Then there are the small frustraitions Windows uusers go through. I tried to connect a Wacon tablet to a PC the other night and had to mess with driver CDs and re-boot. On my Mac I just plugged in the tablet."

______________________

MidtownGuy
April 8th, 2008, 05:46 PM
Mac is UNIX based. I'm told that is better. I admit I'm no technician, I am an artist and I'm speaking only from my years of experience, but most people say that makes macs much more secure.

This is from the apple website but you find basically the same thing said everywhere:

"By the end of 2005, there were 114,000 known viruses for PCs. In March 2006 alone, 850 new threats were detected against Windows. Zero for Mac. While no computer connected to the Internet will ever be 100% immune from attack, Mac OS X has helped the Mac keep its clean bill of health with a superior UNIX foundation and security features that go above and beyond the norm for PCs. When you get a Mac, only your enthusiasm is contagious."

Connecting a PC to the Internet using factory settings is like leaving your front door wide open with your valuables out on the coffee table. A Mac, on the other hand, shuts and locks the door, hides the key, and stores your valuables in a safe with a combination known only to you. You have to buy, configure, and maintain such basic protection on a PC.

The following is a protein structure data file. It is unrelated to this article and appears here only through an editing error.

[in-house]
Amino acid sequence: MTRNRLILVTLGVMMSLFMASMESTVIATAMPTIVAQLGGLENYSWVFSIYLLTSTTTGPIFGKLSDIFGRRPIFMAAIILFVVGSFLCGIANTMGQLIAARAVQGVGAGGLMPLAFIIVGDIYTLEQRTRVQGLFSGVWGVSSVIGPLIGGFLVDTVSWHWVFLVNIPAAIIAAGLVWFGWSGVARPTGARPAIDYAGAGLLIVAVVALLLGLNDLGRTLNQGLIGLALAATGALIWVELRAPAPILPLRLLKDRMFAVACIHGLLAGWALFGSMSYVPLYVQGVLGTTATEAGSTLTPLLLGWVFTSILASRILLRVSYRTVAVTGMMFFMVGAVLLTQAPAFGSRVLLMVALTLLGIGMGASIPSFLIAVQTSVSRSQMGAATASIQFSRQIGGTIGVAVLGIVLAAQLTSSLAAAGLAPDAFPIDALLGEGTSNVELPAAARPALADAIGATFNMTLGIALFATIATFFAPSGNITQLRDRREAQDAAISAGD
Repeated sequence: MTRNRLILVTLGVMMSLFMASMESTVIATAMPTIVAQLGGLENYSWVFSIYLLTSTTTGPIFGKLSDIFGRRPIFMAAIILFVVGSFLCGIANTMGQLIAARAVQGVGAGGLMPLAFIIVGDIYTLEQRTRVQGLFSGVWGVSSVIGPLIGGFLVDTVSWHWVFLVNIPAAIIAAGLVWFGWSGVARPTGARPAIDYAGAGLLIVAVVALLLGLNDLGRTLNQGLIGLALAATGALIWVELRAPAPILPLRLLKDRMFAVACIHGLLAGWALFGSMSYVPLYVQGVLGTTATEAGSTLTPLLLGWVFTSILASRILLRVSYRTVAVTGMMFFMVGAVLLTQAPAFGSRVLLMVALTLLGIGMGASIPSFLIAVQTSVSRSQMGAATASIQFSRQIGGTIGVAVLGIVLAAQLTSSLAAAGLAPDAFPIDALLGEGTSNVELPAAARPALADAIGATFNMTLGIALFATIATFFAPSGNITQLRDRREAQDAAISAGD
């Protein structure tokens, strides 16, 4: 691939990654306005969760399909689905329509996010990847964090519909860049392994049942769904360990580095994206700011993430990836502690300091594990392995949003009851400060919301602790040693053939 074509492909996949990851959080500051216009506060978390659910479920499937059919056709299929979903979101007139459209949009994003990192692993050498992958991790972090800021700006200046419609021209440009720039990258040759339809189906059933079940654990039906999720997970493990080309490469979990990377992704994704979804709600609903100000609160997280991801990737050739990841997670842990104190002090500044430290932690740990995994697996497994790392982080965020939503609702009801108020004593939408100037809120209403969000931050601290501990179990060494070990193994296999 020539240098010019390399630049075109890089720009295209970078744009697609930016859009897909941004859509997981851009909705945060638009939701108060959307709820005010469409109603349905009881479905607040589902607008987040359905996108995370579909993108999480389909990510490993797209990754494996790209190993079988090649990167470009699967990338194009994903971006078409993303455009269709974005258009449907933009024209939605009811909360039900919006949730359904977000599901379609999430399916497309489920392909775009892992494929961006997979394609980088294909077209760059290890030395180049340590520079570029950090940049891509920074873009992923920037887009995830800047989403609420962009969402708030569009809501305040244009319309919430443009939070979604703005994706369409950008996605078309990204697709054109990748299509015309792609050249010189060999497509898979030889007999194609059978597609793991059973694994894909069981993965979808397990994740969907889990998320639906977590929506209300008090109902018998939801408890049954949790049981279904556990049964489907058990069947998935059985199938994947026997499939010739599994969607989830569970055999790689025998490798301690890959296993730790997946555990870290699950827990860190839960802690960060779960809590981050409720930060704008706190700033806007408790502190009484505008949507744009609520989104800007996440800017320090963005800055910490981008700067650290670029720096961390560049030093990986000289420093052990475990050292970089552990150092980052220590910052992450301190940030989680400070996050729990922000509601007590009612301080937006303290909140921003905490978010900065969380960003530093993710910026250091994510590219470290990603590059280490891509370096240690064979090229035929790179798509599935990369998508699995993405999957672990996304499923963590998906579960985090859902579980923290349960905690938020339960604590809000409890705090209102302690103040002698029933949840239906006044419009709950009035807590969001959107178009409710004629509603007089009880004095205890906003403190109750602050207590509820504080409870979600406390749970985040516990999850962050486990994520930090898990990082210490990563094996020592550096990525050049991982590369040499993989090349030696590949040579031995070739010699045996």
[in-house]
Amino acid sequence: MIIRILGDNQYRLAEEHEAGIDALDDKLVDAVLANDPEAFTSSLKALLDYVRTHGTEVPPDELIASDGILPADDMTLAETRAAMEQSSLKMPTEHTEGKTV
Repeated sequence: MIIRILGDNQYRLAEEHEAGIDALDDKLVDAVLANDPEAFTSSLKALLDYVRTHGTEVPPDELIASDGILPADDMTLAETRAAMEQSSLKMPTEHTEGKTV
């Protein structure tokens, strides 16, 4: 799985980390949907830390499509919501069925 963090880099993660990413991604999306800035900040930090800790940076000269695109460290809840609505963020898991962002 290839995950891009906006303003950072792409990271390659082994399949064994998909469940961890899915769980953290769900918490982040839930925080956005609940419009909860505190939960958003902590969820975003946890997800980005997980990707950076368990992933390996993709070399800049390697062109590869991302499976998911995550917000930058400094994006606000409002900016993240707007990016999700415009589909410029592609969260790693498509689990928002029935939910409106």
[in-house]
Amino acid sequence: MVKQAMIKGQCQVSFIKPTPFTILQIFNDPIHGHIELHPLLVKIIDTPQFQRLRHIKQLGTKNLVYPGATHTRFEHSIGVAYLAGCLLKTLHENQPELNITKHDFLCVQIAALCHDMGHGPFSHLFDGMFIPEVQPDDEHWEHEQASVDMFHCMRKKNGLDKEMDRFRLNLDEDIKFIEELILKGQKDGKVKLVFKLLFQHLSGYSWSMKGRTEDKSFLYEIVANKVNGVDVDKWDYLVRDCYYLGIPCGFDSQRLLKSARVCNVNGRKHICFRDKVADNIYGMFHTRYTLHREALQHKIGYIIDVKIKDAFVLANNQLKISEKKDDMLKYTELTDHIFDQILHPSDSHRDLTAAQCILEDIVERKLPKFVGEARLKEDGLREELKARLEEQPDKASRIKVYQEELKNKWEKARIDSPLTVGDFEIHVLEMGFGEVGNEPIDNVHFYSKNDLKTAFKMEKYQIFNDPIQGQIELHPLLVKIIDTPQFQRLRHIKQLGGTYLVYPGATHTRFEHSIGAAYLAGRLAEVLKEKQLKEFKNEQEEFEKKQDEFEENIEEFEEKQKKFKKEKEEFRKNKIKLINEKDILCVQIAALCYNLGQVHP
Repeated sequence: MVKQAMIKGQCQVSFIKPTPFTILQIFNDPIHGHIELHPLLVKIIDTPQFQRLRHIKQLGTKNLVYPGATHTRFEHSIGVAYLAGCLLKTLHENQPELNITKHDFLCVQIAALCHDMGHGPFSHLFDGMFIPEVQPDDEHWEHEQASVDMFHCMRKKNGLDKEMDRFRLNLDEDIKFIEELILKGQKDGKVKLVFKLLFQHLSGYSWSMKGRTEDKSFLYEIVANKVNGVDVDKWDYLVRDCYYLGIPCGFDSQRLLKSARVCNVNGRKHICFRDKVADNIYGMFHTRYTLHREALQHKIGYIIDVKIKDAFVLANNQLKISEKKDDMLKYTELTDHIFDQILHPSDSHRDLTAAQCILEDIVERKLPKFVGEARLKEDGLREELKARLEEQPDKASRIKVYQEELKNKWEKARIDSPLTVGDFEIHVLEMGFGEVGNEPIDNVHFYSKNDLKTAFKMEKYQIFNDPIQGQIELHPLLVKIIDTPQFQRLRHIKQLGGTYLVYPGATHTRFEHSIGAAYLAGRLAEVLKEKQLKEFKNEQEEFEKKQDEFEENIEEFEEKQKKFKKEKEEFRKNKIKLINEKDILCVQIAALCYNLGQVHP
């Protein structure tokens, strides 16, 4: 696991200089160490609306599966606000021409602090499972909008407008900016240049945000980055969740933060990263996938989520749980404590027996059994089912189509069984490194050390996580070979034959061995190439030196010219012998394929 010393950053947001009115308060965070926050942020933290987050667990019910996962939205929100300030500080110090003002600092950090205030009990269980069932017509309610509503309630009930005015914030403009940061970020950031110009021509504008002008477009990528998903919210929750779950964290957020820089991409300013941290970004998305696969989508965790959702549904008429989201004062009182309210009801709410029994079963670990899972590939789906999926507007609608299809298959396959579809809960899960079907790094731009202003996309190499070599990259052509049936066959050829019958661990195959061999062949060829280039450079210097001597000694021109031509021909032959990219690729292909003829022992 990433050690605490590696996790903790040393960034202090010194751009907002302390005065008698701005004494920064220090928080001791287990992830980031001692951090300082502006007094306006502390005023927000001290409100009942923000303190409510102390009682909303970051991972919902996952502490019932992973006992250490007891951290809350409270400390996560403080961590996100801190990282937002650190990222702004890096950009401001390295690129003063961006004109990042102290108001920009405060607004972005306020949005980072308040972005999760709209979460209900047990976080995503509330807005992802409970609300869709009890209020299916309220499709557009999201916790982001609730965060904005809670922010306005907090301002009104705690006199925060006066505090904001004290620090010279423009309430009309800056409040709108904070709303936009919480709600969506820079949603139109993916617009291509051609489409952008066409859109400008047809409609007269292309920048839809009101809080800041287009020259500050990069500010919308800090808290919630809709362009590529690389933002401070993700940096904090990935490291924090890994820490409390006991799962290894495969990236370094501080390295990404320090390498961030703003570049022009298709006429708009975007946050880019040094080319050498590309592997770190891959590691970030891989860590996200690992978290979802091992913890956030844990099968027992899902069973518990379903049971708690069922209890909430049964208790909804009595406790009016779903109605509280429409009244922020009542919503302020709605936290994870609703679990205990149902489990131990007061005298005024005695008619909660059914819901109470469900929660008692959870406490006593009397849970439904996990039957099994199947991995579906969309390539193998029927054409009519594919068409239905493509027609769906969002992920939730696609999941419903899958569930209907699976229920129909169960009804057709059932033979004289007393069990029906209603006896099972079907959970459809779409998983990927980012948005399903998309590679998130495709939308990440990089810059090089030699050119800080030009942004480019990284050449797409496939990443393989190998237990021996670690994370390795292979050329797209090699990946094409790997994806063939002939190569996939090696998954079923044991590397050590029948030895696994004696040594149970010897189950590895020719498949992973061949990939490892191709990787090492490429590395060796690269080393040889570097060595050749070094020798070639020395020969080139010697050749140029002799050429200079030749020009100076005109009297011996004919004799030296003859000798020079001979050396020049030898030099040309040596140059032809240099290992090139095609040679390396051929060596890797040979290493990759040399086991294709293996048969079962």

On a Windows PC, software (both good and evil) can change the system without your even knowing about it. In order for software to significantly modify Mac OS X, you have to type in your password. You’re the decider. You approve changes to your system...."

MidtownGuy
April 8th, 2008, 06:00 PM
Gregory Tanenbaum:
BTW This thread belongs right up there with this other classic:

Nikon v Canon

At the end of the day its the golfer, not the clubs.

Of course a mac won't make you an artist and a new set of clubs won't make you Tiger Woods! But if one's work can be less stressful, involve a more stable platform, and be better suited to the specific tasks one needs, then one should go for it.